Today’s cinematic Hollywood marketplace revolves around repetitive cash flow i.e. sequels and franchising. The business model represents a safety net which locks ticket buyers into repeat business and creates long-form engagement. On the small screen, the streaming wars are seemingly built on flashy originals—Netflix (NFLX)’s Stranger Things vs. Hulu’s The Handmaid’s Tale vs. Amazon’s The Marvelous Mrs. Maisel. But the reality is much closer to the film industry.
Library programming, or reruns, are golden tickets these days, enticing viewers with familiar offerings that stretch on for seasons. Eight of Netflix’s 10 most-watched pieces of content are non-originals, per Nielsen data. It’s why NBCUniversal is shelling out a whopping $500 million for five years of exclusive streaming rights to The Office once its Netflix deal expires in 2021. It’s why WarnerMedia is paying $425 million to reclaim Friends for five years on HBO Max in 2020.
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Given the power of engagement that beloved TV series hold, a migration of content can shake up the hierarchy of the streaming wars. So which classic series will be on the move next?
Seinfeld‘s $150 million streaming deal with Hulu expires in 2021 and, according to The Hollywood Reporter, “the comedy is expected to spark the next big licensing bidding war.” Co-owner WarnerMedia is reportedly targeting the series for HBO Max, while distributor Sony could also enter the fray. Per THR, the has the potential to “command an even steeper fee than Friends and The Office.”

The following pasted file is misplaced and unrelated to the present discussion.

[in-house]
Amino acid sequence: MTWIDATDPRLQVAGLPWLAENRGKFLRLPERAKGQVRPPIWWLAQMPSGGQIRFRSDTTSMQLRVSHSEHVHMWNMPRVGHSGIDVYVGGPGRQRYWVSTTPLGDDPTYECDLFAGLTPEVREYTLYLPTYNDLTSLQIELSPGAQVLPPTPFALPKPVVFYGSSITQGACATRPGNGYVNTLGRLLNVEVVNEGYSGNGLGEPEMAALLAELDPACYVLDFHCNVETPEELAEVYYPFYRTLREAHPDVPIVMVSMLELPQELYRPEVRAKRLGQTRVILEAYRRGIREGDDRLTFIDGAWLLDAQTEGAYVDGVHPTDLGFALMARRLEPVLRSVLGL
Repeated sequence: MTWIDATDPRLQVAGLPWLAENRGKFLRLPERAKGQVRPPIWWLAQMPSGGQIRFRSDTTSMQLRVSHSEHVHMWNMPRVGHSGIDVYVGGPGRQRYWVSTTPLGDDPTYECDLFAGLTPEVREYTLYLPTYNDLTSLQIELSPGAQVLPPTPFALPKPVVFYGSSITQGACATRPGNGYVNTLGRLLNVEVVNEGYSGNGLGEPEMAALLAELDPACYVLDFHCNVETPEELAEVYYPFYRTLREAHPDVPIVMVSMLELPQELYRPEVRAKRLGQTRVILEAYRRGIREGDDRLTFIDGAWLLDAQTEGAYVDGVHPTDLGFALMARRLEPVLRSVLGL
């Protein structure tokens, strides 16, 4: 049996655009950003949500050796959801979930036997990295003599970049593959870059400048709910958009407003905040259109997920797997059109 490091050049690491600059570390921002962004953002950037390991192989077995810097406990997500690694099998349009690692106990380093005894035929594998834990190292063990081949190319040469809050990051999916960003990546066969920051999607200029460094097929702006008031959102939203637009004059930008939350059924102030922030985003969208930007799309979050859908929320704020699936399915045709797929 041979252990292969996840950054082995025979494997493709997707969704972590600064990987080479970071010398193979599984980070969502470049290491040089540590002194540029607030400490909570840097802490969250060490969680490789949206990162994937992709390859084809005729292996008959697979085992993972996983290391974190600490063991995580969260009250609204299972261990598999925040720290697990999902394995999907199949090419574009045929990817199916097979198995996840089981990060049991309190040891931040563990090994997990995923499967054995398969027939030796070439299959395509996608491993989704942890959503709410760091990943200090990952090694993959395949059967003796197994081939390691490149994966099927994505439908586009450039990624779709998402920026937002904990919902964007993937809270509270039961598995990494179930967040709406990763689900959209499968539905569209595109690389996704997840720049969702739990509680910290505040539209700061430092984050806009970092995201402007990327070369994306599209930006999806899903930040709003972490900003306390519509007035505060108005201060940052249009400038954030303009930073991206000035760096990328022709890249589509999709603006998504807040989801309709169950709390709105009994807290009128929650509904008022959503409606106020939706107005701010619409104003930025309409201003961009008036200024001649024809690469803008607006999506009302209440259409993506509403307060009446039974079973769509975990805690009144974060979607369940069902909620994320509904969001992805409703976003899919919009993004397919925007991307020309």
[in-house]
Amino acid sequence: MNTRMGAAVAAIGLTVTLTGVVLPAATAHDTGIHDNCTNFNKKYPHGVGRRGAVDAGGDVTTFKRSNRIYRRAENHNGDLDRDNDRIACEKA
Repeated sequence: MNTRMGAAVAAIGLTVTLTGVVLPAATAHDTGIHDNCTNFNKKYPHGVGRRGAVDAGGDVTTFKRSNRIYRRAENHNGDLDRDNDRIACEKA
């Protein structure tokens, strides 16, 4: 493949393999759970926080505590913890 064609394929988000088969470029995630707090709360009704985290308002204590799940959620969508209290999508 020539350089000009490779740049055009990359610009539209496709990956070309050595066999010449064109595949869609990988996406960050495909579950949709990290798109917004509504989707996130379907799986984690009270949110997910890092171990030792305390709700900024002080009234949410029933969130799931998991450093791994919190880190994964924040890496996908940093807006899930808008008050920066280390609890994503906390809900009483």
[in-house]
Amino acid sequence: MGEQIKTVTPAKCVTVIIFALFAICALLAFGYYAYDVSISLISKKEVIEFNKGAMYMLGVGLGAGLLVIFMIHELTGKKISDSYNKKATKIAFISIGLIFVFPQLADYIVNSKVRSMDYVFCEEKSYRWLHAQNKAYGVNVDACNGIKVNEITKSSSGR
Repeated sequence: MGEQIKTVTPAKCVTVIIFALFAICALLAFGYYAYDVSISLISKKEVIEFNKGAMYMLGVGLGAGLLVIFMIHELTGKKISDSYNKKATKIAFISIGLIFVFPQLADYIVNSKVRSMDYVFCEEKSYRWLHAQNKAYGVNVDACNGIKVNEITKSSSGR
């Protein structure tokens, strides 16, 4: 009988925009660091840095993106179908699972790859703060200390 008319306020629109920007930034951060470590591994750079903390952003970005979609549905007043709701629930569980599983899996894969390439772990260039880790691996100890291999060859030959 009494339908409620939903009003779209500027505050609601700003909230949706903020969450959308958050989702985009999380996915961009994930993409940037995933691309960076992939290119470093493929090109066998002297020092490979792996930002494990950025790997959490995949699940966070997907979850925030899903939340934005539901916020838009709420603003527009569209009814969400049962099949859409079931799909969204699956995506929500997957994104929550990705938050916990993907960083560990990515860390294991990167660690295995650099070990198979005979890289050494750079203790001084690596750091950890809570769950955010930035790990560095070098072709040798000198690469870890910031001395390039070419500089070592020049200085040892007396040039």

That’s a lot of zeroes. Whichever streamer lands Seinfeld will add a powerful weapon to its arsenal. But could this mega-deal also re-inspire confidence in the old guard of television?
Creators of such long-running series typically receive 15 points on the back end, meaning further syndication and licensing would result in massive paydays for co-creators Jerry Seinfeld and Larry David. This is one advantage linear television still holds over streaming. While Hall of Fame series that run for eight-plus seasons are the rare exception to the network rule, they still represent a one-in-a-million grand slam financial potential.
Streamers like Netflix offer staggering upfront deals as Ryan Murphy ($300 million) and Shonda Rhimes ($100 million) can attest. But it caps earnings by buying out back-end points and eliminating the possibility for extended paydays. More than 20 years after its finale, Seinfeld is still generating massive profits. We can expect a somewhat similar future impact for recent series such as The Big Bang Theory. Streaming originals just can’t match that type of long-term upside.